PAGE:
- Trust the team: There is a lot of ‘averaging’ going on. You may read that “on average surveys have told us employees want to come into the office 2/3 days a week”. However, averages mean that we are catering to no one perfectly. What you really need to focus on is understanding your employees. Providing increased autonomy to employees to decide where they work based on the outputs they need to achieve that week will result in people self-organising to do the ‘right work’ in the ‘right place’.
- Explore flexible working patterns: This can range from compressed hours to alternative working days, as explored by many parents during the pandemic. Work anywhere options such as Nationwide’s recently launched scheme are also worth considering. More extreme options such as four-day work week trials are also currently being by significant organisations such as Unilever. Spain will also likely pilot the scheme in autumn of 2021.
Realistically, no one holds all the answers to what the future of work looks like. There are still too many moving variables that any ‘reinvention’ needs to be very cognizant of. However, there are some guiding principles that will help organisations through their journey:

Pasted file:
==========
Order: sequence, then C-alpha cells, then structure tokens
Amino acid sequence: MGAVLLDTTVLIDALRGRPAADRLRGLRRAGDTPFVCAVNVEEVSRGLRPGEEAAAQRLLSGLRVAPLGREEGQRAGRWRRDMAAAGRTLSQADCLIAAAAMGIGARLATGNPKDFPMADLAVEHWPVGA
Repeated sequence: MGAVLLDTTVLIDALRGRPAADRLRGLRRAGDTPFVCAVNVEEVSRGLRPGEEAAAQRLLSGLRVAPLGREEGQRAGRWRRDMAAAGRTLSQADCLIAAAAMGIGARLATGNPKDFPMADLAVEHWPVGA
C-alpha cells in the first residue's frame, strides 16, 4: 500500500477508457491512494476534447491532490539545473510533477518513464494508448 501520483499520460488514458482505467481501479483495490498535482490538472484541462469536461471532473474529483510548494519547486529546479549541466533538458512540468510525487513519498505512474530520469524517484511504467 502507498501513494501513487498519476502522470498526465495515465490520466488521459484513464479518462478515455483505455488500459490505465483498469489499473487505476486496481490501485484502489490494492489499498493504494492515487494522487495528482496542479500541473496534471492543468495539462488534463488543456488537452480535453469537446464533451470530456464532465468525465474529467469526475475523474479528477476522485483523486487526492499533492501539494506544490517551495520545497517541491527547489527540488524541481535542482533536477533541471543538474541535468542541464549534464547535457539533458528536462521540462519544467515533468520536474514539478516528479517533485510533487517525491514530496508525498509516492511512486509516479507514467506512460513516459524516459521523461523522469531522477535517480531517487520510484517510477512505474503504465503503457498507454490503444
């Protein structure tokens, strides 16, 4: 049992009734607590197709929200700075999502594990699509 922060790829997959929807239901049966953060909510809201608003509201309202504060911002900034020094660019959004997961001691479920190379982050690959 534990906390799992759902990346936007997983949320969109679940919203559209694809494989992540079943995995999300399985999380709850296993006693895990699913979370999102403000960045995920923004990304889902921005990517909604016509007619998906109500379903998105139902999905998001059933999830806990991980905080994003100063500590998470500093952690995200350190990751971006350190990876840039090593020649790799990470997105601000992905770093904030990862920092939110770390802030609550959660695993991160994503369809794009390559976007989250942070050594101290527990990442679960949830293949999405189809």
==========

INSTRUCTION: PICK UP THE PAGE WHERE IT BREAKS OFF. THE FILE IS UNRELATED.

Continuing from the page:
- It’s critical that the topic is considered holistically to fully understand the connected topics and interdependent decisions. Employee working policies will impact the physical office footprint, cyber risk, and technology investment requirements. This will in turn, impact cost reduction opportunities and culture. In other words, the butterfly effect must be explored.
- It’s important that we enter this next chapter with an open mindset as we continue to learn what this pandemic means for us all. A lot of preconceptions have been disproved during the pandemic. Data and in-depth analysis have become even more critical than before. Any plans will need to have the ability to flex (where feasible). Furthermore, experimentation will enable organisations to be truly responsive to their ecosystem, whether they are solving problems for their employees, customers, or suppliers.
By doing this, a robust and tailored, strategic plan can be created which achieves an organisation’s business goals whilst catering to the evolving expectations of employees. If we get this right on a global scale, we have an opportunity to emerge from this pandemic an evolved society with all the best bits of the pre-pandemic workplace coupled with all of the breakthroughs we’ve made thus far.